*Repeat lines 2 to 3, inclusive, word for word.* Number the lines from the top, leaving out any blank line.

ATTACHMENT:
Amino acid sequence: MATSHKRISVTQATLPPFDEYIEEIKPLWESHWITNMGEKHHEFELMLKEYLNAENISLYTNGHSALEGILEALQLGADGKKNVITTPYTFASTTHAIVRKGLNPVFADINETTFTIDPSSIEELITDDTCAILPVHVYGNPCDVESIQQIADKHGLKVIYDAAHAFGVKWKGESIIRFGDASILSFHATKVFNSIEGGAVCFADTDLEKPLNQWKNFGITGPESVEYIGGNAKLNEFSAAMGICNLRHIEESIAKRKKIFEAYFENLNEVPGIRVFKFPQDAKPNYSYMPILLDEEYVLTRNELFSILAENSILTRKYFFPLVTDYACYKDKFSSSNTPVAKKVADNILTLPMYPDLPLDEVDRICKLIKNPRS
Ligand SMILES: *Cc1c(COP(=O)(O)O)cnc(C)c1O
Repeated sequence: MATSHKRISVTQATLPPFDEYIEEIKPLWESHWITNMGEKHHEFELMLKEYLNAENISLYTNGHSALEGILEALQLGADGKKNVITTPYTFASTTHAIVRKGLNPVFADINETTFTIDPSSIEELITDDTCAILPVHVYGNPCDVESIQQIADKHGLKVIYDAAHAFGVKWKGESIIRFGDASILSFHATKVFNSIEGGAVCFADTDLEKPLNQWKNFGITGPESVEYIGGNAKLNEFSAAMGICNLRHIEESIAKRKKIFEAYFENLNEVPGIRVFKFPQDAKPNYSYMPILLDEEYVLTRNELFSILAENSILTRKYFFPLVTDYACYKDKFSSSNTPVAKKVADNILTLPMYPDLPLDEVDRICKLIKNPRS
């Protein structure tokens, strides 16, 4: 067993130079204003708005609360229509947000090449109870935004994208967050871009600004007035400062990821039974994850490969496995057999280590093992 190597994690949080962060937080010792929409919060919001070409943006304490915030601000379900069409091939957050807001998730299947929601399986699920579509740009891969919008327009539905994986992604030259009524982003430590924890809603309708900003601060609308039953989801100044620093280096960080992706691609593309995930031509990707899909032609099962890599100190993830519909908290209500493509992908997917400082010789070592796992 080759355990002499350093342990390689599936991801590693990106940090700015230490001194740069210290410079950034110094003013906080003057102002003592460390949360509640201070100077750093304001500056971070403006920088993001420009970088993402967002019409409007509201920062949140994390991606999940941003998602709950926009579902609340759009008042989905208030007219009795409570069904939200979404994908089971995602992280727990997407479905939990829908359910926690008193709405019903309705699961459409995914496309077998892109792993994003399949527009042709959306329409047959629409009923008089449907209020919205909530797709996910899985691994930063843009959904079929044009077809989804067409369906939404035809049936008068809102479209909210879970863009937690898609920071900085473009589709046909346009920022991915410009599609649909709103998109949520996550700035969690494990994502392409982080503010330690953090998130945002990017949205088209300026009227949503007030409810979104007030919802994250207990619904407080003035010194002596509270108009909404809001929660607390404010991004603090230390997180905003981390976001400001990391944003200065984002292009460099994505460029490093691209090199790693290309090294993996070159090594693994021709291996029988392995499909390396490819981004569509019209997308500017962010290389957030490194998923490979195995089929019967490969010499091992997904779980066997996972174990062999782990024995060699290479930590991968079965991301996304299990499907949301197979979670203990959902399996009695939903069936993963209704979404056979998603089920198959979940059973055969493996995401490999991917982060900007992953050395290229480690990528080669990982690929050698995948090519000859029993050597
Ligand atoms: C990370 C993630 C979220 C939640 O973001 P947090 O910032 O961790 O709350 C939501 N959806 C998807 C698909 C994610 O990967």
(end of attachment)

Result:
Ligand SMILES: *Cc1c(COP(=O)(O)O)cnc(C)c1O
Repeated sequence: MATSHKRISVTQATLPPFDEYIEEIKPLWESHWITNMGEKHHEFELMLKEYLNAENISLYTNGHSALEGILEALQLGADGKKNVITTPYTFASTTHAIVRKGLNPVFADINETTFTIDPSSIEELITDDTCAILPVHVYGNPCDVESIQQIADKHGLKVIYDAAHAFGVKWKGESIIRFGDASILSFHATKVFNSIEGGAVCFADTDLEKPLNQWKNFGITGPESVEYIGGNAKLNEFSAAMGICNLRHIEESIAKRKKIFEAYFENLNEVPGIRVFKFPQDAKPNYSYMPILLDEEYVLTRNELFSILAENSILTRKYFFPLVTDYACYKDKFSSSNTPVAKKVADNILTLPMYPDLPLDEVDRICKLIKNPRS